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Why the Tree Loves the Ax based on 0 ratings. 2 reviews.
'Why the Tree Loves the Ax' is a compelling work that moves like clouds across the expanse of the desert sky of a life. Caroline Harrison reminds me of women I've known and been in love with and how intoxicating as well as unsettling a life of aimlessness and searching can be. In one sense it seems like Caroline was beyond hope after her husband's betrayal and was searching for reasons real or imagined, to remain in the world. Her solitary life after her marriage dissipates, forces her to see through her flimsy facade and confront who she really is. She never really looks at herself squarely though, kind of like looking into a window so you only see your reflection, and not what's inside. In this sense Lewis touches universal truths of the human experience and a tragedy that is common to all in varying degrees. I highly recommend this book.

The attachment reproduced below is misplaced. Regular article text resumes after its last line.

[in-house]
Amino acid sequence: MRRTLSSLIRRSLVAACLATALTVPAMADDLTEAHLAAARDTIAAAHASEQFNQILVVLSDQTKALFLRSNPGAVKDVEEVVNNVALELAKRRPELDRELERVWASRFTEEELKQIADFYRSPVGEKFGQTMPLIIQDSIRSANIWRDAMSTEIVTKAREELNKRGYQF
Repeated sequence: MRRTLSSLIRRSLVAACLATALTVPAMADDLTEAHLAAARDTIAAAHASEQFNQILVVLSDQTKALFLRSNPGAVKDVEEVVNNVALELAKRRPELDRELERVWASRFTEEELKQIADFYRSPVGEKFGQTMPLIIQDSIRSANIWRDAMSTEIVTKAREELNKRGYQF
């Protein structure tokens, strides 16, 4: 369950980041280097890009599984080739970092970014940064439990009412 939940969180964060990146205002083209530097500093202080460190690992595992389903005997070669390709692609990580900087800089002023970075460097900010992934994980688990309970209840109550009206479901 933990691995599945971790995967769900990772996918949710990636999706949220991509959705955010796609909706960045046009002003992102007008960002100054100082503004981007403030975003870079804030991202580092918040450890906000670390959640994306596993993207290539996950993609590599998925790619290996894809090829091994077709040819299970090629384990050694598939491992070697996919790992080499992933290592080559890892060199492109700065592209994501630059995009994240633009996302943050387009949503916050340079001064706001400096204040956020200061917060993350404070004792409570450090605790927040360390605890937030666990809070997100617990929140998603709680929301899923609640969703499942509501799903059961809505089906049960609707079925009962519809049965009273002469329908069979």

I found this book lying on a table, picked it up, and could hardly put it down. Lewis is a master of language--truly gifted. He evokes a strange tale, and in the adventure, we explore the idea of identity itself.